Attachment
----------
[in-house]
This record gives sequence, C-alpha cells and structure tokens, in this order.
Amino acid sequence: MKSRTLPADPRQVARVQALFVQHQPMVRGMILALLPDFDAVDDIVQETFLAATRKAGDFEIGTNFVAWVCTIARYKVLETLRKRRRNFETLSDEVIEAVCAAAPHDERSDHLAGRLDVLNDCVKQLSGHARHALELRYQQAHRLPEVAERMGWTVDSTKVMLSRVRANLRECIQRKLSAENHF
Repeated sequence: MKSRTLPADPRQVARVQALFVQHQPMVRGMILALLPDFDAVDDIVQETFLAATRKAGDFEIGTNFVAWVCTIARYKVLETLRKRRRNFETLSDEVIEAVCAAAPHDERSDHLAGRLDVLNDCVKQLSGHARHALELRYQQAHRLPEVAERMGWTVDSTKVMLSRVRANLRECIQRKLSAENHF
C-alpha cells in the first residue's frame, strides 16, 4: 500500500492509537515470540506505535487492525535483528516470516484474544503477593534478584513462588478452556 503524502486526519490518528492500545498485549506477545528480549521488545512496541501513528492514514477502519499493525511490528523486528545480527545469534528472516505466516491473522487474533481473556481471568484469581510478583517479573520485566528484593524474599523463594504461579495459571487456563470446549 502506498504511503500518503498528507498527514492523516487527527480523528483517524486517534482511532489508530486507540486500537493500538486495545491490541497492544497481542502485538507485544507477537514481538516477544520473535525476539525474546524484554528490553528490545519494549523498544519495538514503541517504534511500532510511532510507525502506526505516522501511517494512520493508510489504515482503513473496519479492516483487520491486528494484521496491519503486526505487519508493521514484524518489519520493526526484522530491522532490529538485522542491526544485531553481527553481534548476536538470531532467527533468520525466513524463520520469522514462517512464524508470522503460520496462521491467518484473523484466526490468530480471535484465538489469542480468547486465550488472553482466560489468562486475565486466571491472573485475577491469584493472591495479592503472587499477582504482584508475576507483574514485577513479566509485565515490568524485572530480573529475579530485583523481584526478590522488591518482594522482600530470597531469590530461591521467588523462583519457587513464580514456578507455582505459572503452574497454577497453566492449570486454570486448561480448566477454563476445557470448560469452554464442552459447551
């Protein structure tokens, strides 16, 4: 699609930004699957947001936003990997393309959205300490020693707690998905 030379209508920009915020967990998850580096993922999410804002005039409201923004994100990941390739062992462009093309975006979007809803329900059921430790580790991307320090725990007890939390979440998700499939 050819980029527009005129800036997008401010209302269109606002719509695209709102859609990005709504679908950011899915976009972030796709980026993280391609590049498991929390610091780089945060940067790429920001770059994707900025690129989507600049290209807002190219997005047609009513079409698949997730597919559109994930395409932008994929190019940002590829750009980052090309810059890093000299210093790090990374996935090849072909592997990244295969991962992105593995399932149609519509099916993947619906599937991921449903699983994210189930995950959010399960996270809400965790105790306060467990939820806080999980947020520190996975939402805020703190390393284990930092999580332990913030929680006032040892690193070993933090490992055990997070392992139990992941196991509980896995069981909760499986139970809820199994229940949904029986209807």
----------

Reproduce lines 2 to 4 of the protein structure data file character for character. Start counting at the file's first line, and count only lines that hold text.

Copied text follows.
This record gives sequence, C-alpha cells and structure tokens, in this order.
Amino acid sequence: MKSRTLPADPRQVARVQALFVQHQPMVRGMILALLPDFDAVDDIVQETFLAATRKAGDFEIGTNFVAWVCTIARYKVLETLRKRRRNFETLSDEVIEAVCAAAPHDERSDHLAGRLDVLNDCVKQLSGHARHALELRYQQAHRLPEVAERMGWTVDSTKVMLSRVRANLRECIQRKLSAENHF
Repeated sequence: MKSRTLPADPRQVARVQALFVQHQPMVRGMILALLPDFDAVDDIVQETFLAATRKAGDFEIGTNFVAWVCTIARYKVLETLRKRRRNFETLSDEVIEAVCAAAPHDERSDHLAGRLDVLNDCVKQLSGHARHALELRYQQAHRLPEVAERMGWTVDSTKVMLSRVRANLRECIQRKLSAENHF